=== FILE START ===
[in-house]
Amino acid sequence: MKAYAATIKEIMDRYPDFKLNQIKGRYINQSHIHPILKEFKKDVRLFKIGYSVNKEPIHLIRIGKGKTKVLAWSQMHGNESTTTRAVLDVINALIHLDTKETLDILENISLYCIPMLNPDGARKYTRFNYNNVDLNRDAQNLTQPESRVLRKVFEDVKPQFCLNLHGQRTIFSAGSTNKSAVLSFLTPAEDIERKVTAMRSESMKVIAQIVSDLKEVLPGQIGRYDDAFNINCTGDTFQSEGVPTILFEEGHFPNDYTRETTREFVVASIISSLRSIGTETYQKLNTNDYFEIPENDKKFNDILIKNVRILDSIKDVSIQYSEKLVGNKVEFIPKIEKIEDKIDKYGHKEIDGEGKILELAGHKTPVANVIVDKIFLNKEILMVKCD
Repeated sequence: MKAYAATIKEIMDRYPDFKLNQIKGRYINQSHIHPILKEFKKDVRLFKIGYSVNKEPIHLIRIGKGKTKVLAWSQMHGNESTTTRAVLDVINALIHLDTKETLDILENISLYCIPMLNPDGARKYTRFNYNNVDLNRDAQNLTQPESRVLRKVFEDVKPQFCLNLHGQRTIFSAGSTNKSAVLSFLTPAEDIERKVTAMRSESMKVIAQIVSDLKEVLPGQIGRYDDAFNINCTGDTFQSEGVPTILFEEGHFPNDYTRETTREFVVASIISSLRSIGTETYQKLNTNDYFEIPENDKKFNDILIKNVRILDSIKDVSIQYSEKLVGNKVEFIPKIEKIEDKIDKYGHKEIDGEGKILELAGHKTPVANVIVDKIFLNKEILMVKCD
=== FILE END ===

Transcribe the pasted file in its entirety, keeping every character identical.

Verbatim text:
[in-house]
Amino acid sequence: MKAYAATIKEIMDRYPDFKLNQIKGRYINQSHIHPILKEFKKDVRLFKIGYSVNKEPIHLIRIGKGKTKVLAWSQMHGNESTTTRAVLDVINALIHLDTKETLDILENISLYCIPMLNPDGARKYTRFNYNNVDLNRDAQNLTQPESRVLRKVFEDVKPQFCLNLHGQRTIFSAGSTNKSAVLSFLTPAEDIERKVTAMRSESMKVIAQIVSDLKEVLPGQIGRYDDAFNINCTGDTFQSEGVPTILFEEGHFPNDYTRETTREFVVASIISSLRSIGTETYQKLNTNDYFEIPENDKKFNDILIKNVRILDSIKDVSIQYSEKLVGNKVEFIPKIEKIEDKIDKYGHKEIDGEGKILELAGHKTPVANVIVDKIFLNKEILMVKCD
Repeated sequence: MKAYAATIKEIMDRYPDFKLNQIKGRYINQSHIHPILKEFKKDVRLFKIGYSVNKEPIHLIRIGKGKTKVLAWSQMHGNESTTTRAVLDVINALIHLDTKETLDILENISLYCIPMLNPDGARKYTRFNYNNVDLNRDAQNLTQPESRVLRKVFEDVKPQFCLNLHGQRTIFSAGSTNKSAVLSFLTPAEDIERKVTAMRSESMKVIAQIVSDLKEVLPGQIGRYDDAFNINCTGDTFQSEGVPTILFEEGHFPNDYTRETTREFVVASIISSLRSIGTETYQKLNTNDYFEIPENDKKFNDILIKNVRILDSIKDVSIQYSEKLVGNKVEFIPKIEKIEDKIDKYGHKEIDGEGKILELAGHKTPVANVIVDKIFLNKEILMVKCD